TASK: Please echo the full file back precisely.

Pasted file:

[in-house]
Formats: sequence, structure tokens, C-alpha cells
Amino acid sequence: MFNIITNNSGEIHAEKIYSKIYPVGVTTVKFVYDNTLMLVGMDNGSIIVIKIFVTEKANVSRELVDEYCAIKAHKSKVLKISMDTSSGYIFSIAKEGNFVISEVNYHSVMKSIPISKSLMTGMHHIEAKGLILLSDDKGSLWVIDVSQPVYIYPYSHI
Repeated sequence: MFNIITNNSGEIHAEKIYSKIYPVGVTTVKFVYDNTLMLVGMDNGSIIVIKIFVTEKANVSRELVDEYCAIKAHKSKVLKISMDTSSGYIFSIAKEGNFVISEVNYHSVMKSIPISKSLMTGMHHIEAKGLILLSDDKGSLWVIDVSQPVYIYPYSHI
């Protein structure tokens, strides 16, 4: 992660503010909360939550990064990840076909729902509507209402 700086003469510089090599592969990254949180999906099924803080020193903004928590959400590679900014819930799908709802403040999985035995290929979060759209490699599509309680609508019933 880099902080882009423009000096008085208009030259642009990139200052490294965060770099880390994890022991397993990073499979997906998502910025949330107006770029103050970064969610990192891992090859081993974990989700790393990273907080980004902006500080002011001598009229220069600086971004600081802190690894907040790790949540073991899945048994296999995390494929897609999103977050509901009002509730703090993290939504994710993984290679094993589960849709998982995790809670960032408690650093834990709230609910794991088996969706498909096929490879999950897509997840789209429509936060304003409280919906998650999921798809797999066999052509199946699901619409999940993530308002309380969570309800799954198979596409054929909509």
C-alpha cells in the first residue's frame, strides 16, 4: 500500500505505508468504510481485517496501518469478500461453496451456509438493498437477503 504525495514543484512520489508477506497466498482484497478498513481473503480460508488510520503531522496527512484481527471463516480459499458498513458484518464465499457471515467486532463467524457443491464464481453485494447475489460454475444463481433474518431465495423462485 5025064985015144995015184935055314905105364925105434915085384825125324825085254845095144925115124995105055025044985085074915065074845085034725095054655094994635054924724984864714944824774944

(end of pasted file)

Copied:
[in-house]
Formats: sequence, structure tokens, C-alpha cells
Amino acid sequence: MFNIITNNSGEIHAEKIYSKIYPVGVTTVKFVYDNTLMLVGMDNGSIIVIKIFVTEKANVSRELVDEYCAIKAHKSKVLKISMDTSSGYIFSIAKEGNFVISEVNYHSVMKSIPISKSLMTGMHHIEAKGLILLSDDKGSLWVIDVSQPVYIYPYSHI
Repeated sequence: MFNIITNNSGEIHAEKIYSKIYPVGVTTVKFVYDNTLMLVGMDNGSIIVIKIFVTEKANVSRELVDEYCAIKAHKSKVLKISMDTSSGYIFSIAKEGNFVISEVNYHSVMKSIPISKSLMTGMHHIEAKGLILLSDDKGSLWVIDVSQPVYIYPYSHI
């Protein structure tokens, strides 16, 4: 992660503010909360939550990064990840076909729902509507209402 700086003469510089090599592969990254949180999906099924803080020193903004928590959400590679900014819930799908709802403040999985035995290929979060759209490699599509309680609508019933 880099902080882009423009000096008085208009030259642009990139200052490294965060770099880390994890022991397993990073499979997906998502910025949330107006770029103050970064969610990192891992090859081993974990989700790393990273907080980004902006500080002011001598009229220069600086971004600081802190690894907040790790949540073991899945048994296999995390494929897609999103977050509901009002509730703090993290939504994710993984290679094993589960849709998982995790809670960032408690650093834990709230609910794991088996969706498909096929490879999950897509997840789209429509936060304003409280919906998650999921798809797999066999052509199946699901619409999940993530308002309380969570309800799954198979596409054929909509």
C-alpha cells in the first residue's frame, strides 16, 4: 500500500505505508468504510481485517496501518469478500461453496451456509438493498437477503 504525495514543484512520489508477506497466498482484497478498513481473503480460508488510520503531522496527512484481527471463516480459499458498513458484518464465499457471515467486532463467524457443491464464481453485494447475489460454475444463481433474518431465495423462485 5025064985015144995015184935055314905105364925105434915085384825125324825085254845095144925115124995105055025044985085074915065074845085034725095054655094994635054924724984864714944824774944